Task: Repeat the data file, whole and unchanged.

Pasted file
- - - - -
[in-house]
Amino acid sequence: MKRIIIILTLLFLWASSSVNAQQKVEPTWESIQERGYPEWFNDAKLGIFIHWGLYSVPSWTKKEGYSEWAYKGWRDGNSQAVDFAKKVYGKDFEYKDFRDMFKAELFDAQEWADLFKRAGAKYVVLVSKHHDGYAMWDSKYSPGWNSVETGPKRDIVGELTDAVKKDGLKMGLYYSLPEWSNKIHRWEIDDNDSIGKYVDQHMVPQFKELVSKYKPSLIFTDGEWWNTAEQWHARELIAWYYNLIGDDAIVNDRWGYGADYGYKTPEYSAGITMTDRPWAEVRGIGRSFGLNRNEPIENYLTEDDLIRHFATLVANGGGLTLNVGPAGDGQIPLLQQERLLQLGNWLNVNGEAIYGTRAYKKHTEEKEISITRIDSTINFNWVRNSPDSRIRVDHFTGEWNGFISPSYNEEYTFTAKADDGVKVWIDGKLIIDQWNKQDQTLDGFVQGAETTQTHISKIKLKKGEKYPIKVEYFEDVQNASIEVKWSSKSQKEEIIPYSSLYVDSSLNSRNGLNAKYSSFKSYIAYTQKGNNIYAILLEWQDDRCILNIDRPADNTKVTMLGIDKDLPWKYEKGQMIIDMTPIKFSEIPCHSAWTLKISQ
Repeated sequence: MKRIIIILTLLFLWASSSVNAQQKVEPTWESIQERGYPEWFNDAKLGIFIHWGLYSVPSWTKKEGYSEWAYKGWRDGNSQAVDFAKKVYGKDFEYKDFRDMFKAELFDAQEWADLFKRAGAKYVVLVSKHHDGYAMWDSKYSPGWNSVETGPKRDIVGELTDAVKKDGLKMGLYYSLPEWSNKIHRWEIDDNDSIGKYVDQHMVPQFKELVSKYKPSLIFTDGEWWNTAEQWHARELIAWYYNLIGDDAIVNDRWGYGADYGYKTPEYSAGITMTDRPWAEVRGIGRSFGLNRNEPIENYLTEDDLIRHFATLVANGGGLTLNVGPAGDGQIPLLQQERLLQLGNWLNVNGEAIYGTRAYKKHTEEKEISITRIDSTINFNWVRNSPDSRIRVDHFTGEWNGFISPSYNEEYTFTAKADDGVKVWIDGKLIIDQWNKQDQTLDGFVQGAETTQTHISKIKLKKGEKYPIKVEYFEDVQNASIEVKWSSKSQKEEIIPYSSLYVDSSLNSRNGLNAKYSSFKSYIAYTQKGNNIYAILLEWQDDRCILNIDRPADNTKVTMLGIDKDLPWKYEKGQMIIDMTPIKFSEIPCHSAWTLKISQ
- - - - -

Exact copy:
[in-house]
Amino acid sequence: MKRIIIILTLLFLWASSSVNAQQKVEPTWESIQERGYPEWFNDAKLGIFIHWGLYSVPSWTKKEGYSEWAYKGWRDGNSQAVDFAKKVYGKDFEYKDFRDMFKAELFDAQEWADLFKRAGAKYVVLVSKHHDGYAMWDSKYSPGWNSVETGPKRDIVGELTDAVKKDGLKMGLYYSLPEWSNKIHRWEIDDNDSIGKYVDQHMVPQFKELVSKYKPSLIFTDGEWWNTAEQWHARELIAWYYNLIGDDAIVNDRWGYGADYGYKTPEYSAGITMTDRPWAEVRGIGRSFGLNRNEPIENYLTEDDLIRHFATLVANGGGLTLNVGPAGDGQIPLLQQERLLQLGNWLNVNGEAIYGTRAYKKHTEEKEISITRIDSTINFNWVRNSPDSRIRVDHFTGEWNGFISPSYNEEYTFTAKADDGVKVWIDGKLIIDQWNKQDQTLDGFVQGAETTQTHISKIKLKKGEKYPIKVEYFEDVQNASIEVKWSSKSQKEEIIPYSSLYVDSSLNSRNGLNAKYSSFKSYIAYTQKGNNIYAILLEWQDDRCILNIDRPADNTKVTMLGIDKDLPWKYEKGQMIIDMTPIKFSEIPCHSAWTLKISQ
Repeated sequence: MKRIIIILTLLFLWASSSVNAQQKVEPTWESIQERGYPEWFNDAKLGIFIHWGLYSVPSWTKKEGYSEWAYKGWRDGNSQAVDFAKKVYGKDFEYKDFRDMFKAELFDAQEWADLFKRAGAKYVVLVSKHHDGYAMWDSKYSPGWNSVETGPKRDIVGELTDAVKKDGLKMGLYYSLPEWSNKIHRWEIDDNDSIGKYVDQHMVPQFKELVSKYKPSLIFTDGEWWNTAEQWHARELIAWYYNLIGDDAIVNDRWGYGADYGYKTPEYSAGITMTDRPWAEVRGIGRSFGLNRNEPIENYLTEDDLIRHFATLVANGGGLTLNVGPAGDGQIPLLQQERLLQLGNWLNVNGEAIYGTRAYKKHTEEKEISITRIDSTINFNWVRNSPDSRIRVDHFTGEWNGFISPSYNEEYTFTAKADDGVKVWIDGKLIIDQWNKQDQTLDGFVQGAETTQTHISKIKLKKGEKYPIKVEYFEDVQNASIEVKWSSKSQKEEIIPYSSLYVDSSLNSRNGLNAKYSSFKSYIAYTQKGNNIYAILLEWQDDRCILNIDRPADNTKVTMLGIDKDLPWKYEKGQMIIDMTPIKFSEIPCHSAWTLKISQ